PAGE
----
The political legacy of a failed challenge to the AT&T Time Warner deal

Whether it was or not, the case always felt political. 

 The Justice Department’s attempt to block AT&T’s acquisition of Time Warner never made sense on the merits of the case. On Tuesday, Judge Richard J. Leon of U.S. District Court in Washington said aloud what most antitrust experts had been thinking for months: The government’s case was a losing one. 

 He repeatedly used the phrase “the government fails” in his 172-page decision. His ruling was peppered with exclamation marks. 

 Leon ruled forcefully, approving the deal with nary a concession by AT&T and Time Warner and admonishing the government that it shouldn’t seek an emergency stay. Now, the yearlong effort to block the agreement will almost certainly be seen through a political prism of speculation about what motivated it, given President Donald Trump’s well-established distaste for the merger. 

Perhaps the greatest irony of the AT&T and Time Warner deal is the role reversal of those who rooted for it and those who fought it. 

Some Democrats, members of the party that usually condemns such big mergers, found themselves pushing for the deal to be approved, in part because Trump opposed it. And some Republicans, members of the party that champions free-market theory, looked for a reason — any reason — to block it. 

Rick Manning, president of Americans for Limited Government, a nonprofit opposed to government intervention, twisted himself into a remarkable explanation for why the government should get involved. 

“America’s consolidated corporate media monopolies have launched an all-out assault on democracy by trying to stamp out the expression of any ideas that don’t fall in line with liberal-determined political correctness,” he wrote in September, saying that the addition of CNN to AT&T would crowd out conservative viewpoints. 

The deal wasn’t even signed back in October 2016 when Trump turned it into a political football a few weeks before the election. 

On the same day that AT&T reached an agreement with Time Warner, Trump jumped on the headline with a campaign-trail proclamation. “As an example of the power structure I’m fighting, AT&T is buying Time Warner and thus CNN, a deal we will not approve in my administration because it’s too much concentration of power in the hands of too few,” he said. He also took shots at CNN as “fake news” and made derisive comments about its leader, Jeff Zucker.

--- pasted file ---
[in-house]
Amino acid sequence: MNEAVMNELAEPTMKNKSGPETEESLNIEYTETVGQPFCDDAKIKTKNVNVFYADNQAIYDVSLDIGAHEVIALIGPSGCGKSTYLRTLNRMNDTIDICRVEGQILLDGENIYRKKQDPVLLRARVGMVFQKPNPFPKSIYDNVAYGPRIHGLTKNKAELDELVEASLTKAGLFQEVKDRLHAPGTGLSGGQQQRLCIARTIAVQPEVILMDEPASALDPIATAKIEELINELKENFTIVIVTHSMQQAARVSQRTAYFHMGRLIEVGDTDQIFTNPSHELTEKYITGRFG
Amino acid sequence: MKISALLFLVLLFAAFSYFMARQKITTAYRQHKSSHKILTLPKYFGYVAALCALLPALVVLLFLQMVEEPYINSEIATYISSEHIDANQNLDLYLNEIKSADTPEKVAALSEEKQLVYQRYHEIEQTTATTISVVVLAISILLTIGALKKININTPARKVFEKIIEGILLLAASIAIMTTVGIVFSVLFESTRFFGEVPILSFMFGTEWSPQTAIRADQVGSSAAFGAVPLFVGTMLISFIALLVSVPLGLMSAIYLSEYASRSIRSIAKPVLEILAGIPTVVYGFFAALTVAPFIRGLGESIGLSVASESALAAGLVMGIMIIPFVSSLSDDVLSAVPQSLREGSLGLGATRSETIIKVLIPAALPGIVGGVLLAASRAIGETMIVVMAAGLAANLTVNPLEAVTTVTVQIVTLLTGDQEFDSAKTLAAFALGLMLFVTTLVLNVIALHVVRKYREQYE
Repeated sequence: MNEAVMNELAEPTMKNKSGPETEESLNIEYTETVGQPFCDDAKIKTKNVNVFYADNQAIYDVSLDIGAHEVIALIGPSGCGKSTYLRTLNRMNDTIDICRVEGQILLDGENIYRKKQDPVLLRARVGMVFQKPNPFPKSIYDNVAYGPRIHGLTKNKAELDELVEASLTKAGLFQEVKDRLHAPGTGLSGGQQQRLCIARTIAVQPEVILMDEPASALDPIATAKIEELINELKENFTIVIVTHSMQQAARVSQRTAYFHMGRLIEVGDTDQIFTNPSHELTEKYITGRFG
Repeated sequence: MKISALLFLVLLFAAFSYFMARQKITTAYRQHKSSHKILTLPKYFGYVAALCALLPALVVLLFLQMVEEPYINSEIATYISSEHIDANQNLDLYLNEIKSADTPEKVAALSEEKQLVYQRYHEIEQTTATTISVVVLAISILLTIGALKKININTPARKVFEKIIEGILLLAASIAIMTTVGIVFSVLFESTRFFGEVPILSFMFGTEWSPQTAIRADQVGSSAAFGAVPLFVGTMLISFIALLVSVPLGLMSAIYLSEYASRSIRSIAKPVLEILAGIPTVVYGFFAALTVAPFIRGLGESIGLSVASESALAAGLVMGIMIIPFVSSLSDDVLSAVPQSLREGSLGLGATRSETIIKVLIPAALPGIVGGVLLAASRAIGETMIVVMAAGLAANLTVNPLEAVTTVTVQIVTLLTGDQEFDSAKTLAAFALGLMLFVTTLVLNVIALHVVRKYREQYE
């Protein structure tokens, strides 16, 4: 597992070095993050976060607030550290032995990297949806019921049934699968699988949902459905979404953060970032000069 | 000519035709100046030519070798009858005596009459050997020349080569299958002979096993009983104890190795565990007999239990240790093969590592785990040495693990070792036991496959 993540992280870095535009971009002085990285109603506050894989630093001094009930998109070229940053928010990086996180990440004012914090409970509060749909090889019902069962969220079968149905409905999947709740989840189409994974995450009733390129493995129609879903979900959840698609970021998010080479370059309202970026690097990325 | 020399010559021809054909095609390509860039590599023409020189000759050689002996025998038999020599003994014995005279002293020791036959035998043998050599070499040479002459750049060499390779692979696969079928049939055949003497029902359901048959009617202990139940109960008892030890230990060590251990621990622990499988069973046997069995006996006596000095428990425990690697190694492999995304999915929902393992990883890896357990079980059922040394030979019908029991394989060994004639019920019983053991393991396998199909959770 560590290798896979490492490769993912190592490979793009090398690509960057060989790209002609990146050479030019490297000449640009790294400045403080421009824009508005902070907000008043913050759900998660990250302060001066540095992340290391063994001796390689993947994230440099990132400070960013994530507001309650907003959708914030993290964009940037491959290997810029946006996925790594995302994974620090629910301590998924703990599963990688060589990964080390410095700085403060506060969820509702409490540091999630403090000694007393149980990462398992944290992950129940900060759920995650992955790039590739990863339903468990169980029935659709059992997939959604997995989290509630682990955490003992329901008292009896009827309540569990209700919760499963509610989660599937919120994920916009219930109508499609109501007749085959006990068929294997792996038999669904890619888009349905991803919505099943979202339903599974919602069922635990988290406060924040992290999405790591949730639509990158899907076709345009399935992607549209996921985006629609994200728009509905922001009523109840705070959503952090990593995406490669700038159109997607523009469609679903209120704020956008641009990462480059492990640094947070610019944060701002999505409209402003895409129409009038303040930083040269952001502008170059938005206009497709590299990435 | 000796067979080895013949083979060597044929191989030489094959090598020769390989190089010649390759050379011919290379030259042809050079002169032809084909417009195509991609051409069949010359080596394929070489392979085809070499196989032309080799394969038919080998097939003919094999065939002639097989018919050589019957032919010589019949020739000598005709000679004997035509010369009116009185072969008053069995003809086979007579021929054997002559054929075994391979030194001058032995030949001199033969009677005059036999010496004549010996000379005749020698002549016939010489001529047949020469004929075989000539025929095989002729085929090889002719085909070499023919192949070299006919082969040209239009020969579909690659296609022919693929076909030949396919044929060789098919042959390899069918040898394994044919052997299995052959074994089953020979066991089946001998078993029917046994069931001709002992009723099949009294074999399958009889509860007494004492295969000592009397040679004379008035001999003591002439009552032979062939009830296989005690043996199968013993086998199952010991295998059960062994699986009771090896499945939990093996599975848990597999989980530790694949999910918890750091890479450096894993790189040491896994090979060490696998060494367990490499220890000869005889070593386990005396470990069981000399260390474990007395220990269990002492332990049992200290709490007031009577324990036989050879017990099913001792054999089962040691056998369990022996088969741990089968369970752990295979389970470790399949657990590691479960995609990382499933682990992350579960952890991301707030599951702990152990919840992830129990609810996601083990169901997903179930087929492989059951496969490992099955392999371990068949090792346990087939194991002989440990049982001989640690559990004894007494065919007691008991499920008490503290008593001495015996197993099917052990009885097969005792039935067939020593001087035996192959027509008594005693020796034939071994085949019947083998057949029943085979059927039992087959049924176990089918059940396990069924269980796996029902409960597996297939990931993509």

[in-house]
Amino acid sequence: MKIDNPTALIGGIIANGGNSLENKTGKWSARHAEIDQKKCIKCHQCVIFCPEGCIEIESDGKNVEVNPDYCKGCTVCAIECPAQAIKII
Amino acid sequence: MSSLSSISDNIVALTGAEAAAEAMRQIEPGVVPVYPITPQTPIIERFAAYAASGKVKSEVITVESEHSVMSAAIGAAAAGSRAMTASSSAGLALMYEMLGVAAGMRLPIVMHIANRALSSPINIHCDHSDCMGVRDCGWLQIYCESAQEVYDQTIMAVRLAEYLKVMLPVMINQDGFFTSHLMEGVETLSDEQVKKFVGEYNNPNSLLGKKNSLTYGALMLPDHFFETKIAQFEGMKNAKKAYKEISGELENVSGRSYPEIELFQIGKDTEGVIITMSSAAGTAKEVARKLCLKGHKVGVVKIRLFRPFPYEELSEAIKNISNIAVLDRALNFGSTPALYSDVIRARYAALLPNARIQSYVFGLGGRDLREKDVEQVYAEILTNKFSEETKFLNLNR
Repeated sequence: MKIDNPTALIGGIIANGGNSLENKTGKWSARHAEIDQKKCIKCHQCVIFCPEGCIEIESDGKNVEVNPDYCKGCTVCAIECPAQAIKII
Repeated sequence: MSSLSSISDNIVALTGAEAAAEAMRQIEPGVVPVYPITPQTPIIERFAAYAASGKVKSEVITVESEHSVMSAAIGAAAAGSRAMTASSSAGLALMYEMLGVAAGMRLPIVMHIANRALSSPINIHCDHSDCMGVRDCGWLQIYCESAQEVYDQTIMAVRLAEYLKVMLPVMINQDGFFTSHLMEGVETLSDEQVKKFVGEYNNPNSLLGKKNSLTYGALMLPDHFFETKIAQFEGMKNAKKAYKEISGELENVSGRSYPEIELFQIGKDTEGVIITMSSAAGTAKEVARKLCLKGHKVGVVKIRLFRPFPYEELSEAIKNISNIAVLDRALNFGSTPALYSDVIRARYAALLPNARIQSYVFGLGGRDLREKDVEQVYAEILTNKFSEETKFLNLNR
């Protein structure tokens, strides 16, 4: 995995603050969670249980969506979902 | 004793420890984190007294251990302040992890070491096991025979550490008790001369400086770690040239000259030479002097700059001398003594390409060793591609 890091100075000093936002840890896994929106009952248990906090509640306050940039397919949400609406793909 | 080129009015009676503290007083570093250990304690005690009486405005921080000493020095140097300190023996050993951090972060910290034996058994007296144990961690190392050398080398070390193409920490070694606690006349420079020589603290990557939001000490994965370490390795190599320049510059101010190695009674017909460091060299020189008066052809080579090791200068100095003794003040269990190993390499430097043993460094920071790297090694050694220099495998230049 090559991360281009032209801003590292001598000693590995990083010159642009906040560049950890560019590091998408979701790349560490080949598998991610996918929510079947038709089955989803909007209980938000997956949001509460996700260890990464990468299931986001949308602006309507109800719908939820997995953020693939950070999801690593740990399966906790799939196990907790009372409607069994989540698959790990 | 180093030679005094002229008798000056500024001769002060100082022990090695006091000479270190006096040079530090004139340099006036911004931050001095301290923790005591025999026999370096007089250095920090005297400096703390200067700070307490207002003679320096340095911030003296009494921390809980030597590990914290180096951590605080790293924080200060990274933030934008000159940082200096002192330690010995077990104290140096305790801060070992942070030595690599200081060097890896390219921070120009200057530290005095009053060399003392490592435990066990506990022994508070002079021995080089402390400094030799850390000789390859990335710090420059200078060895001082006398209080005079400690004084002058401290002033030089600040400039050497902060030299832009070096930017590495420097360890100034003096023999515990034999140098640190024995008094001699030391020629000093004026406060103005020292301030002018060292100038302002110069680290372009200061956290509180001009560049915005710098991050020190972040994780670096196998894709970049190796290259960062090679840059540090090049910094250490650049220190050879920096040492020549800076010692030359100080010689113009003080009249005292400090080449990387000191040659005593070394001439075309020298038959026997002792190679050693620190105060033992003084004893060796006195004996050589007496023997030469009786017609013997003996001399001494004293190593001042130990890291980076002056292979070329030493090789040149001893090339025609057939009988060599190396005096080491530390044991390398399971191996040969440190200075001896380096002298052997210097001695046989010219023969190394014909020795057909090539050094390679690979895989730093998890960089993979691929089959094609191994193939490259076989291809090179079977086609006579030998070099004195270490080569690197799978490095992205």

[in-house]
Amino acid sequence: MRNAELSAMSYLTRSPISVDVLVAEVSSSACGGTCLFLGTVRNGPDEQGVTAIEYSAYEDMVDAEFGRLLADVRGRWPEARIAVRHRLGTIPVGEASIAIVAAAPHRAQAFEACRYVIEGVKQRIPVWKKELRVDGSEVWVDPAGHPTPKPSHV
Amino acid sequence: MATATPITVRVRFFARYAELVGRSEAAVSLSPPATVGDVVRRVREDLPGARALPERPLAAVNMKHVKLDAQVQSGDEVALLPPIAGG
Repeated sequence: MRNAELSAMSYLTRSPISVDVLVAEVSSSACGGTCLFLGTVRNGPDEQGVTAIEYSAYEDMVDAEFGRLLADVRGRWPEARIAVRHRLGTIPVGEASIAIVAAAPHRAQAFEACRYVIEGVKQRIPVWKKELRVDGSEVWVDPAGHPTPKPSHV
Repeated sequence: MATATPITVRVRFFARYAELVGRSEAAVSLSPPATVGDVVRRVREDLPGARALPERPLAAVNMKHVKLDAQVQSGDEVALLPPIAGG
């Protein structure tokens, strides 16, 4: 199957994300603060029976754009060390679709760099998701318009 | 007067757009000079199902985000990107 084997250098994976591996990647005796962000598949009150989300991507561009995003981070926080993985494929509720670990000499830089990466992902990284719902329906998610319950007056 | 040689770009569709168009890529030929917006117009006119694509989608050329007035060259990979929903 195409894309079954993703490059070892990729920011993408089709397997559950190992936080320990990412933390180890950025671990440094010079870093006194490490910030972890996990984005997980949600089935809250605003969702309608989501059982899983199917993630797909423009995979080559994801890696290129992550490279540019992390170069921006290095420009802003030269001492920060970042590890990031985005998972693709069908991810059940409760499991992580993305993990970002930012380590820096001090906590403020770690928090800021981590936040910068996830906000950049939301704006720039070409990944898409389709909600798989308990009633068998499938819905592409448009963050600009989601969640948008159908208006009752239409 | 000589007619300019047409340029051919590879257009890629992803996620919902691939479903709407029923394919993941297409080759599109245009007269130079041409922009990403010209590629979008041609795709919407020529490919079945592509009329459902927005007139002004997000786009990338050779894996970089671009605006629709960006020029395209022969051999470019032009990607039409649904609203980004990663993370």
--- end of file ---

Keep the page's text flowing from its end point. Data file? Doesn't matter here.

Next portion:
Even after Trump’s election victory, his opposition appeared to be bluster — until it wasn’t. 

The president has insisted that it wasn’t his decision to fight the deal, contending that Makan Delrahim, the head of antitrust at the Justice Department, had come to his own conclusion about the dangers of the proposed merger. 

“Personally, I’ve always felt that that was a deal that’s not good for the country,” Trump said in November. “But I’m not going to get involved. It’s litigation.” 

Of course, speculation has continued unabated that Trump was behind the suit. It didn’t help last month when Rudy Giuliani, a member of Trump’s legal team, told HuffPost that “the president denied the merger.” 

He backtracked afterward, saying he hadn’t been properly informed. “He told me directly he didn’t interfere,” Giuliani said of Trump. 

Was it one of those? Or something in between? We still don’t know. 

And that’s the problem. The calculus for companies considering mergers — or any decision — shouldn’t be whether they think a president will seek to block or approve it on a whim. 

Trump’s immediate praise of the Walt Disney Co.’s proposed acquisition of a big chunk of 21st Century Fox — which is owned by his pal Rupert Murdoch — only added to the sense that he is the one pulling the regulatory strings. Sarah Huckabee Sanders, the White House press secretary, said at the time of that agreement that Trump believed — “to use one of the president’s favorite words — that this could be a great thing for jobs.” Sanders added that Trump was “hoping to see a lot more of those created.” It empirically will do the opposite. 

If Delrahim’s reasons for seeking to block the AT&T-Time Warner deal were genuine, Trump’s behavior only undermined the credibility of his own people. (Delrahim has seemed to hint that he was amenable to a Disney-21st Century Fox deal, putting him in line with his boss.) 

Now the government has lost its case, and companies across the world are spinning up all sorts of megadeals to pursue on their assumption that Trump’s administration won’t want to risk losing again. 

They may be right. Trump doesn’t like to lose, and that could make his administration more reluctant to police future deals that actually deserve to be blocked. 

That would be a mistake — and the lasting legacy of a case that never should have been brought.

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